BTW: I am curious to see your Kunneth formula proof.
 
  • #32
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Sorry I must be missing something. ##\mathbb{R}^6## is orientable, and ##X^4## is homeomorphic to ##\mathbb{R}^6##, so it is also orientable. If you're asking what definition of orientable works here, I think you can use the usual definition of being able to consistently choose generators for the local homology groups ##H_6(X^4,X^4-\text{point})##.
 
  • #33
lavinia
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Sorry I must be missing something. ##\mathbb{R}^6## is orientable, and ##X^4## is homeomorphic to ##\mathbb{R}^6##, so it is also orientable. If you're asking what definition of orientable works here, I think you can use the usual definition of being able to consistently choose generators for the local homology groups ##H_6(X^4,X^4-\text{point})##.
Right. Now I get it. Nice.

There is a theorem here that is implicitly assumed which is that the square of any homeomorphism of an orientable manifold is orientation preserving. This is clear for a compact manifold but for a non-compact manifold, how does one prove it?
 
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  • #36
WWGD
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The proof does not consider the degree of a map ##X\to X##, but of a map ##X^4\to X^4##. This makes sense because ##X^4\cong\mathbb{R}^6##. I think @WWGD had a typo of ##X^6## for ##\mathbb{R}^6## in his post.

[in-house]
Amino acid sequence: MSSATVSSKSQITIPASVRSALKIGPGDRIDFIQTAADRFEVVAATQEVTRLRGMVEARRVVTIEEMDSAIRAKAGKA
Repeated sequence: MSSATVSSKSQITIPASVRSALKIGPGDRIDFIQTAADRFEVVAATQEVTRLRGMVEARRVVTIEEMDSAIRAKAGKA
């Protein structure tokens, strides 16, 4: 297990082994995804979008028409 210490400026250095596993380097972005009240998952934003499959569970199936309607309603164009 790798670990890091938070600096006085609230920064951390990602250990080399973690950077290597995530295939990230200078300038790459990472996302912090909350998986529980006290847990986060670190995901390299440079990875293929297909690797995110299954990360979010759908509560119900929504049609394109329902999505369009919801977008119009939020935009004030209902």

Myb bad, thanks for pointing it out , for links and followup. I am editing as we speak.
 
  • #37
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There is a theorem here that is implicitly assumed which is that the square of any homeomorphism of an orientable manifold is orientation preserving. This is clear for a compact manifold but for a non-compact manifold, how does one prove it?
I think the point is the same as in the closed case. If ##X## is orientable, then all of the local homology groups ##H_n(X,X-\text{point})## are naturally isomorphic (identify the preferred generators), so a homeomorphism ##f:X\to X## with ##f(x_1)=x_2## gives an isomorphism ##H_n(X,X-x_1)\to H_n(X,X-x_2)\cong H_n(X,X-x_1),## and then ##f\circ f## has to induce the identity, so ##f\circ f## preserves orientation.

The only difference from the closed case is that the generators are not induced by a homology class of ##X##.
 
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  • #38
lavinia
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I think the point is the same as in the closed case. If ##X## is orientable, then all of the local homology groups ##H_n(X,X-\text{point})## are naturally isomorphic (identify the preferred generators), so a homeomorphism ##f:X\to X## with ##f(x_1)=x_2## gives an isomorphism ##H_n(X,X-x_1)\to H_n(X,X-x_2)\cong H_n(X,X-x_1),## and then ##f\circ f## has to induce the identity, so ##f\circ f## preserves orientation.

The only difference from the closed case is that the generators are not induced by a homology class of ##X##.
Right. Two oriented charts are connected by a path of overlapping oriented charts.